Onderstepoort Journal of Veterinary Research
versión On-line ISSN 2219-0635
versión impresa ISSN 0030-2465
KIVARIA, Fredrick M. et al. The incursion, persistence and spread of peste des petits ruminants in Tanzania: Epidemiological patterns and predictions. Onderstepoort j. vet. res. [online]. 2013, vol.80, n.1, pp.01-10. ISSN 2219-0635.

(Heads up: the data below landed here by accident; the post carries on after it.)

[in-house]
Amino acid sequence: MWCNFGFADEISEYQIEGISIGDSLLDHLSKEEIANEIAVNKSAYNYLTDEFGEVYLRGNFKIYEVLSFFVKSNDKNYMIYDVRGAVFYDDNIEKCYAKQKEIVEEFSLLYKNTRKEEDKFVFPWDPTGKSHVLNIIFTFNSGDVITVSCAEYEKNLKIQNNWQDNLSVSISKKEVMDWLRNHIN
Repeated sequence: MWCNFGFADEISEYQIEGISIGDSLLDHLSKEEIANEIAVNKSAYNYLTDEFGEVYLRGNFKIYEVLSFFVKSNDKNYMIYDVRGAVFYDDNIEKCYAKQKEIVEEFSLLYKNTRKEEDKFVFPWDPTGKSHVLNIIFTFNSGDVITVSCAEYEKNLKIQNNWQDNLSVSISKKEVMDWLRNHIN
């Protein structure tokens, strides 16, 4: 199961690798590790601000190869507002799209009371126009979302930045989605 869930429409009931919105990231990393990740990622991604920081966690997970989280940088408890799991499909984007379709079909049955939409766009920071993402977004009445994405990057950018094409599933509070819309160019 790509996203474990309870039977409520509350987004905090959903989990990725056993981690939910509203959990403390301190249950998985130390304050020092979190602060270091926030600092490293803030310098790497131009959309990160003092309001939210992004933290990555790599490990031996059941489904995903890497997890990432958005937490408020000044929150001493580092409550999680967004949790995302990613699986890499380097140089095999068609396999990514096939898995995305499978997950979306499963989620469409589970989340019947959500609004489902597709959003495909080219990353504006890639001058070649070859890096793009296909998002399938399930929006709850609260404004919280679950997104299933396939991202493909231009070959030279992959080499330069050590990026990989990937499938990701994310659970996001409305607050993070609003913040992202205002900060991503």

Peste des petits ruminants virus, which causes a severe disease in sheep and goats, has only recently been officially declared to be present in Tanzania. An epidemiological study was carried out between September 2008 and October 2010 to investigate the incursion, persistence and spread of the virus in Tanzania. The investigation involved serosurveillance, outbreak investigation and computation of epidemiological indices such as the effective reproductive number, persistence and the threshold level for vaccination. Field and molecular epidemiological techniques were applied to isolate, characterise and trace the origin of the virus in Tanzania. A total of 2182 serum samples from goats and 1296 from sheep from 79 villages across 12 districts were investigated. Village-level prevalence of infection was variable (0.00% - 88.00%) and was higher in pastoral than in agro-pastoral villages. The overall antibody response to the virus was 22.10% (CI95% = 20.72% - 23.48%). About 68.00% and 73.00% of seropositive goats and sheep, respectively, did not show clinical signs. The proportion of seropositive animals differed significantly (p < 0.001) between age groups, sex and farming practices. Real-time polymerase chain reaction results showed that the isolated strains belong to lineage III, whose origin is in East Africa and the Middle East. This indicates that one of the northern neighbouring countries is most likely the source of infection. The computed overall effective reproductive number, the threshold level of vaccination necessary to eradicate the disease and persistence were 4.75% and 98.00%, respectively. These estimates indicate that achieving elimination of the peste des petits ruminants virus from pastoral flocks will require significant effort and development of highly effective intervention tools.